Robots and college

The "conventional wisdom" says that, as more and more robots enter the American economy and eliminate millions of jobs at every level (from pilots and truck drivers to burger flippers and janitors), what workers need to do is to constantly upgrade their skills to stay ahead of the robots. A big part of that upgrade process is "going to college". Most people agree that the only way to get a "good job" in America today is to go to college, and that pressure to go to college will only increase as robots start to invade the economy.

Therefore, this quote from this article on the GI Bill is fascinating:The article also states the reason why college is important in today's economy:Here is something to consider: If it took us 60 years to go from 5 percent college attendance to 25 percent college attendance, and if it will take only 30 to 40 years for robots to take half of the jobs in our economy, how, exactly, are we going to suddenly start providing college educations for the majority of Americans? What, exactly, is going to get us to 50 percent college attendance, or more realistically 75 percent, in the matter of two to three decades?

Getting to 75 percent college attendance represents a massive societal shift, as well as a massive investment. Yet, at this moment, public universities and community colleges are being hammered by declining state support because of the concentration of wealth occuring in America today. Tuitions at both public and private universities are rising rapidly. We are heading in the wrong direction.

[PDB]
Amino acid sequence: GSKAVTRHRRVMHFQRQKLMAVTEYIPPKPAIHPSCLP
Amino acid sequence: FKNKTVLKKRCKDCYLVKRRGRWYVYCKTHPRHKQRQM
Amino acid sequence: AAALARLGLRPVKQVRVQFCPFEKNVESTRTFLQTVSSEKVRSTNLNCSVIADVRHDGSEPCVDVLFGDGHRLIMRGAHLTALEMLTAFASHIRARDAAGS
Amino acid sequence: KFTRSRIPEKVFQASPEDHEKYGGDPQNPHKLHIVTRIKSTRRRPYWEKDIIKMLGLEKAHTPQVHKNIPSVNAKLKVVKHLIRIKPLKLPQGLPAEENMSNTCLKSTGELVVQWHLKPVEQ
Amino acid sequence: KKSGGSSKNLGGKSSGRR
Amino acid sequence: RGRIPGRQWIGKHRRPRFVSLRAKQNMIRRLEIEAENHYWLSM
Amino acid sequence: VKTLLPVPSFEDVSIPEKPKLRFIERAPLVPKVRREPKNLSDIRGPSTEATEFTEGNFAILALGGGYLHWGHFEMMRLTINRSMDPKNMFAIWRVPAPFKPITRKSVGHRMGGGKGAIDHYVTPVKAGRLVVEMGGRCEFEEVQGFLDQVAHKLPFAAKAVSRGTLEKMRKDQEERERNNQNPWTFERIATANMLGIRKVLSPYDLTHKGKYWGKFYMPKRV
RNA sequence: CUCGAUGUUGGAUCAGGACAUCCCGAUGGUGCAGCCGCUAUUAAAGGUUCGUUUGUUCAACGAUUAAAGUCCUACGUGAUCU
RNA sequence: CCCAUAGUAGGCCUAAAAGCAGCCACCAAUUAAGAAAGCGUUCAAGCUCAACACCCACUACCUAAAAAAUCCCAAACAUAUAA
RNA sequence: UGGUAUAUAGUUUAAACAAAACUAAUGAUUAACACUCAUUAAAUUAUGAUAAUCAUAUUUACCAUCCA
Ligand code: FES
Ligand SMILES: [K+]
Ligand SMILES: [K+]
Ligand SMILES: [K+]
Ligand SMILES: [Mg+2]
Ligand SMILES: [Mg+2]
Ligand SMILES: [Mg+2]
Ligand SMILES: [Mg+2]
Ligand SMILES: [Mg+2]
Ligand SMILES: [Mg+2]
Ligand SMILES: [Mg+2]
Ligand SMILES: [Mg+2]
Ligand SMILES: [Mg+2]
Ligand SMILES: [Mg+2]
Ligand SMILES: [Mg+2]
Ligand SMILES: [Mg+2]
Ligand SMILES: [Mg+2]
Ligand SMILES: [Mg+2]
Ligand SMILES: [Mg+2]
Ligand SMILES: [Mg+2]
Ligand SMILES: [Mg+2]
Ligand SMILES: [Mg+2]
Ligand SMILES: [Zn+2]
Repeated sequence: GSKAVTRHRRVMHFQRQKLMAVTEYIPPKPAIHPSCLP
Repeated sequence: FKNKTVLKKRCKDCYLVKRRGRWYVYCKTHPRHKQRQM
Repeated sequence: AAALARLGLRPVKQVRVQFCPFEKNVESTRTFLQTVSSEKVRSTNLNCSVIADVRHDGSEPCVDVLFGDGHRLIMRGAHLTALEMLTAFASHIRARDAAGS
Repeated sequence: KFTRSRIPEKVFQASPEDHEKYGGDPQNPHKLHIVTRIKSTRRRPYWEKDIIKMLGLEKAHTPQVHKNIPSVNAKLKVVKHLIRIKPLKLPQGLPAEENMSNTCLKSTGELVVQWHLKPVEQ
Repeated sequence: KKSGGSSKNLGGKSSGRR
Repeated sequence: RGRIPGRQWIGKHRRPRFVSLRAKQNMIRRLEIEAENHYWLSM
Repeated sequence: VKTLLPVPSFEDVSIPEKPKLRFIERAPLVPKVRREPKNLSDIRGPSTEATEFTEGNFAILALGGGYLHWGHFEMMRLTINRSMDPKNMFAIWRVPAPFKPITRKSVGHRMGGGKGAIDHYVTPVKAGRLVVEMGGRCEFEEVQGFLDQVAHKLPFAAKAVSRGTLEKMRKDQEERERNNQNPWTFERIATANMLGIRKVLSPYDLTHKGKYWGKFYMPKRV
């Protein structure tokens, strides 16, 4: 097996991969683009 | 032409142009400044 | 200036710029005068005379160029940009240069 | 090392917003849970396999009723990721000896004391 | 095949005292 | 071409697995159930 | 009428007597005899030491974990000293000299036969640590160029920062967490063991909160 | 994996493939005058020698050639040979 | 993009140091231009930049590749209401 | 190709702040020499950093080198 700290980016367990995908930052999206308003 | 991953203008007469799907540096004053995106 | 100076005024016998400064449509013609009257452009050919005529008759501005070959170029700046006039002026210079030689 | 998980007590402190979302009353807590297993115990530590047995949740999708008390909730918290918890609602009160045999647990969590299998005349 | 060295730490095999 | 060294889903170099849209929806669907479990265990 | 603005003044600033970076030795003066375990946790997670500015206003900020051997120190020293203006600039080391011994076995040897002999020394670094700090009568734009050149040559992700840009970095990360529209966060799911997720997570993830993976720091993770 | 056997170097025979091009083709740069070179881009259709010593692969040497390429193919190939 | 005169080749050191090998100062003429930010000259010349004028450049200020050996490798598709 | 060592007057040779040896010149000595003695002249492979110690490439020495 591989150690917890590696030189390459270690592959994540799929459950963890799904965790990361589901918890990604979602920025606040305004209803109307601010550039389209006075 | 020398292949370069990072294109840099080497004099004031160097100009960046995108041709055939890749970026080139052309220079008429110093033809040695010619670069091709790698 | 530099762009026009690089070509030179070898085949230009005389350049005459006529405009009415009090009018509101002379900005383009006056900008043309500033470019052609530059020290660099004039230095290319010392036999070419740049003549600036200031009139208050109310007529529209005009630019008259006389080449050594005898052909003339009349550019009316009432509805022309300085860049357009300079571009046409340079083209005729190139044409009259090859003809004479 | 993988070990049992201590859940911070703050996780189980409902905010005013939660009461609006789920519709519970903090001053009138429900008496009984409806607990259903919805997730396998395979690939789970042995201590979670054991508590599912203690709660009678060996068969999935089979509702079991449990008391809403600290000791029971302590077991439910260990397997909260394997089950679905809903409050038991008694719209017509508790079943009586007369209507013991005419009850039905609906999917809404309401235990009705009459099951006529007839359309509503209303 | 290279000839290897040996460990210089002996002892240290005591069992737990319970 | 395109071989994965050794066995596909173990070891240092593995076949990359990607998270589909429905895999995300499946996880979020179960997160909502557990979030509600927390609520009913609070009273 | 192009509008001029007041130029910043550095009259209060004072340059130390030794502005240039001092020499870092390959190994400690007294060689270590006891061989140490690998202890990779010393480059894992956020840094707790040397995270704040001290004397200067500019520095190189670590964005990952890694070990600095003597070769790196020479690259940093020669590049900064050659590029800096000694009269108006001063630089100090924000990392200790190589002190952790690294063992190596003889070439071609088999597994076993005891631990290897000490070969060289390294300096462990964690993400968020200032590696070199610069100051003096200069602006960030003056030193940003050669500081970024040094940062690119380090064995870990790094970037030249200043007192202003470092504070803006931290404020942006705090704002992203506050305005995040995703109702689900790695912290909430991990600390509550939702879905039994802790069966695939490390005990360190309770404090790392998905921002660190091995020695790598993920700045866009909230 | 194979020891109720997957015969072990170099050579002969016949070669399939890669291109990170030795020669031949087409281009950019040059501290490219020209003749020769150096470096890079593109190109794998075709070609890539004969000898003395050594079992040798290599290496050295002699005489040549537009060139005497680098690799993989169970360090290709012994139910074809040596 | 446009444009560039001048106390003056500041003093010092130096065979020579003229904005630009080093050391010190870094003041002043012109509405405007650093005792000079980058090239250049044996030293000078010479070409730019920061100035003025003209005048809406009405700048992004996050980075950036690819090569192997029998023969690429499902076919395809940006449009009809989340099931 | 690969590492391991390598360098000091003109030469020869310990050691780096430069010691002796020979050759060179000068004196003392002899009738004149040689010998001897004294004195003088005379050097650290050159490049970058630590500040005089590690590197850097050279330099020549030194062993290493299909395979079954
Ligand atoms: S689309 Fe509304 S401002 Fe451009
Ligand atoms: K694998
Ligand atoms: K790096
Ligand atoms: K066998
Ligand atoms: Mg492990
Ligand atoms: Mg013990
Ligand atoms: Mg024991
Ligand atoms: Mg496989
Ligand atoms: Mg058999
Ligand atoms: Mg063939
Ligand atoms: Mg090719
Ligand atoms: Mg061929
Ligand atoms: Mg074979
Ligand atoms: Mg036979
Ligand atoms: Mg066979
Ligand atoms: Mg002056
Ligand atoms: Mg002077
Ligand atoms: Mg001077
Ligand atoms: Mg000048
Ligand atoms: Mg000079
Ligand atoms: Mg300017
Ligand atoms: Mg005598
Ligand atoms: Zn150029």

See Robotic Nation and Robotic Freedom for details. See also this post on the percentage of non-wealthy people going to college.

[Postscript -- This post was originally published on Saturday morning. By Sunday morning I had received several emails saying, approximately, "There are lots of old people in the population who do not have degrees. Far more than 25% of today's students are going to college." I investigated, and here is what I found.

According to the 2004 World Almanac, 67.3% of today's students graduate from high school. That is, 67.3% of today's ninth graders make it to graduation. It is probably not the case that 100% of students make it from Kindergarten to 9th grade, but let's assume it is and go with that 67% number.

An article entitled Immediate Transition From High School to College published by Educational Statistics Quarterly indicates that 65 percent of "high school completers" go to college.

A CNN article entitled College graduation rate below 50 percent says that "Less than 50 percent of U.S. college students entering four-year colleges or universities actually graduate."

So, if 100 students enter 9th grade, only 67 of them will graduate from high school. 65 percent of the 67, or 44 students, will start college. Half of them drop out of college -- either they cannot handle the work, or they run out of money, or they get side-tracked. Only 22 students out of the original 100 ninth graders actually graduate from college.

22% of today's students are earning college degrees. That's what the statistics seem to indicate.]

Postscript 2 - By lunch on Sunday several people had sent in this article by Ariana Huffington: Graduation 2004: Pomp and Crummy Circumstances. It offers another perspective on the college situation.

Postscript 3 - One other thing that is important to keep in mind is the fact that the people losing their jobs to robots in the coming years are not going to be "kids" who are just getting out of high school. They are going to be pilots, truck drivers, pharmacists, and so on. Millions of people. Real people. They will have spouses, children and mortgages.

While these people are spending two years retraining, they are going to need a minimum of $40,000 per year to keep the family afloat, plus the money for tuition. It is a large national investment to retrain one milion workers displaced by robots, never mind 10 million or 50 million.

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